Last month, U.K.-based investment bank Barclays PLC (BCS) (LSE:BARC) laid out a series of predictions and recommendations for investors in 2019. The forecast was notable for its relatively sober outlook, emphasizing potential economic slowdowns across the globe (although shying away from predicting any actual major recessions) and advising investors to be more conservative and risk-averse.
How is the global economy positioned for 2019?
“The global economy for 2019 doesn’t look anywhere near as strong as we thought it would be a year ago. The eurozone, in particular, has disappointed all year, primarily because of a slowdown in global trade that started in the first quarter. We still expect the euro area to grow at 1.5% next year, which is still above trend, but the risks are now to the downside.
China has slowed rapidly in recent months, even though the impact of trade and tariffs hasn’t had a chance to drag down the data yet. We expect Chinese growth of 6.2% next year, which is quite low by their standards...By contrast, the United States had a very good 2018, but the second half of 2019 is likely to be slower, primarily because the fiscal stimulus fades.
Now look, we don’t mean to sound too gloomy, The fact remains that none of the world’s major economies should be close to recession next year, and the US and the eurozone will still be growing above trend”.
Overall, this is quite a restrained prognosis, and one which emphasises the increased level of uncertainty which has now become the new normal for markets. In particular, it highlights the problem of reduced global trade as a major factor in this drop in growth. As the U.S.-China trade war rumbles on, with little sign of progress on the horizon, this problem is likely to be exacerbated. Add to this the increasingly likely no-deal Brexit, and we have a scenario in which global trade may take an even greater hit in 2019.
As noted in the last paragraph, Barclays is not forecasting an actual recession in any of the main economies. Forecasting recessions is notoriously difficult (if it were easy, policymakers would attempt to counteract them), and no financial institution, particularly one with clients on both the institutional and retail sides, wants to be the bearer of bad news. Still, though, this forecast was made prior to the Christmas slump, and one wonders whether Barclays would have been more aggressive in their bearishness with the benefit of hindsight.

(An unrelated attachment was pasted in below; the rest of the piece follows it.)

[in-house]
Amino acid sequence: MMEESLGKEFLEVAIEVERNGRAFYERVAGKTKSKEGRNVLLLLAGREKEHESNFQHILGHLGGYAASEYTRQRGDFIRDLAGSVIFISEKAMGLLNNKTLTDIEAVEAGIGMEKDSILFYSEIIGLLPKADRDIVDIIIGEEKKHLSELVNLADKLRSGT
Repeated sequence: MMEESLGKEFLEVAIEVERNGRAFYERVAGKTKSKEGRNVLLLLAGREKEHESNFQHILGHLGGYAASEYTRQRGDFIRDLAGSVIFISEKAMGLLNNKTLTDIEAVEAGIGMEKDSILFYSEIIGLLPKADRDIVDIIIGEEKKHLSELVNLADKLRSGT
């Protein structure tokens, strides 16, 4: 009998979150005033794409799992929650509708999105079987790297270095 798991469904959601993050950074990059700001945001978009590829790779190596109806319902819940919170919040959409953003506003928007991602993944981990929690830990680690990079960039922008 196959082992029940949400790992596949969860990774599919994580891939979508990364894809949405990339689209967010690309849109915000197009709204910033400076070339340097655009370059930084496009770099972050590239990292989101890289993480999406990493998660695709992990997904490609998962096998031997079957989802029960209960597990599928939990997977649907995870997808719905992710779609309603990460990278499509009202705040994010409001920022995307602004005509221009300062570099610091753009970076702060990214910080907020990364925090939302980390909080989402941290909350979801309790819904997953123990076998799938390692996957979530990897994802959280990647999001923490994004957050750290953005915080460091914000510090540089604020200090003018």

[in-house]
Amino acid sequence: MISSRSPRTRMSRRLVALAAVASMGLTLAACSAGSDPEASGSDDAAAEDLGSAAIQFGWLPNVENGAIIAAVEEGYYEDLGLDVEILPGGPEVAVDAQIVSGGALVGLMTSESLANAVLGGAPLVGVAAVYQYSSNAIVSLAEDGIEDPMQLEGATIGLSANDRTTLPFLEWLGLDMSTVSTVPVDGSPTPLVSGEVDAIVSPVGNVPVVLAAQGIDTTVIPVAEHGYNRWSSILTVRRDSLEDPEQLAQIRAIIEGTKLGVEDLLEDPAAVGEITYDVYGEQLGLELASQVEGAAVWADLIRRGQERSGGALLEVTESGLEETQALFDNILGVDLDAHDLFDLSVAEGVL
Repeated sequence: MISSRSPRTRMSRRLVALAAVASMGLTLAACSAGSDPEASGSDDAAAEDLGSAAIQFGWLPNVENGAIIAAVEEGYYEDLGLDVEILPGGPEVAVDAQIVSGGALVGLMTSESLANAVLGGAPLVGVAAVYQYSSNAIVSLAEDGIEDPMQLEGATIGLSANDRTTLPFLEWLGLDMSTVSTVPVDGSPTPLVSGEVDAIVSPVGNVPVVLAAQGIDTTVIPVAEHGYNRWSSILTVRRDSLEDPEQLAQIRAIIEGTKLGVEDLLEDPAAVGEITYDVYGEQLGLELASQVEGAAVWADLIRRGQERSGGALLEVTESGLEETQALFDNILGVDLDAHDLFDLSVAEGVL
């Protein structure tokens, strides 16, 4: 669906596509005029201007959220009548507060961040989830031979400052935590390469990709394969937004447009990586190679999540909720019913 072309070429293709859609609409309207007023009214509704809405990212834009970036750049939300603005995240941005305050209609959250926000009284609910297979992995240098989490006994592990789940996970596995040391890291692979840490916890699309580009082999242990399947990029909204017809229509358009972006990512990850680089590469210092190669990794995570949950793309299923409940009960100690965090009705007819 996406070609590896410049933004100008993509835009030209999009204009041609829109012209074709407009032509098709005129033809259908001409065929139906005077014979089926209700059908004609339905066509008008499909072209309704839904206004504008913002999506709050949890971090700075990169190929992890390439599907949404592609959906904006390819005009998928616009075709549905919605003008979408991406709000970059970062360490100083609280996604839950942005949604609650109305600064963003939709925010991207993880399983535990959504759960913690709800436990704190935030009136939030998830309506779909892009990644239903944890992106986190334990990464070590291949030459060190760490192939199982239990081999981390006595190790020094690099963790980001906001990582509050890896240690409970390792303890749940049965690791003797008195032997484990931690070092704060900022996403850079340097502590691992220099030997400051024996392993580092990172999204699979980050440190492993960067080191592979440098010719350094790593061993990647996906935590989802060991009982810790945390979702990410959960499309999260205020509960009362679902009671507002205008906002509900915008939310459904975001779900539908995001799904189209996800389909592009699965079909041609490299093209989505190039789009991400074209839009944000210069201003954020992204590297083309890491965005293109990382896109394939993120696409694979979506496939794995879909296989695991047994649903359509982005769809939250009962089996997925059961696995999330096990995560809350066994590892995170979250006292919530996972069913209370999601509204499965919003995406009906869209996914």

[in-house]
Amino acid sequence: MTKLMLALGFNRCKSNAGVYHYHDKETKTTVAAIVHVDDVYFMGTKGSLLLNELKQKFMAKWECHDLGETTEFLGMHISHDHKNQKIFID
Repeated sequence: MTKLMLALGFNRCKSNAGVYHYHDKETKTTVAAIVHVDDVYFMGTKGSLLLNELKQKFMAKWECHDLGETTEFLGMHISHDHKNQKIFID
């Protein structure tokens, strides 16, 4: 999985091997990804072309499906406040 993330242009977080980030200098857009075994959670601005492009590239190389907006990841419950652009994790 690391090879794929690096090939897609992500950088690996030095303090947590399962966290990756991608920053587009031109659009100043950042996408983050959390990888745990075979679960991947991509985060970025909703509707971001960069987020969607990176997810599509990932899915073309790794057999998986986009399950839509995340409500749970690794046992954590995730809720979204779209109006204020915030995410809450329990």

Recommendations for asset allocation in 2019
“In the very near term, our asset allocation recommendation is to be long risk...For the first time in many quarters, we recommend being overweight high-quality US fixed income over global equities, bonds such as investment-grade corporates and agency mortgages. Emerging markets have had a tough time all year, but we still think it's too early to get in, with the exception of EM dollar debt. And finally, the US dollar should continue to strengthen against most emerging market currencies, and be range-bound against the rest of G10. The bottom line is, after many years of strong returns in the run-up to 2018, investors need to prepare for a world of lower returns and higher volatility”.
"Risk-off" should be the tagline for this recommendation. Although the bank doesn’t give a target for where it see equities ending 2019 relative to where they were in late 2018, the fact Barclays views holding debt as preferable to holding equity is notable in and of itself. If this does indeed end up being sound advice, it could be very bad news for passive investors, who will see their exchange-traded fund portfolios stagnate or even decline. The good news is a bearish environment creates more opportunities for value investors to ply their craft as solid companies get dragged down with the rest of the market.
Although fears over a global economic slowdown have entered the mainstream in recent months, it is still interesting to see a major financial institution take a relatively bearish tone for its yearly outlook. Investment banks typically tend to err on the side of optimism - for instance, Bank of America (BAC, Financial) and Well Fargo (WFC, Financial) project the stock market will end 2019 up 15% and 20% off the 2018 close. Barclays make it clear it does not expect any such rally and, as such, provides a much-needed counterpoint to these rosy forecasts.
Disclaimer: The author owns no stocks mentioned.
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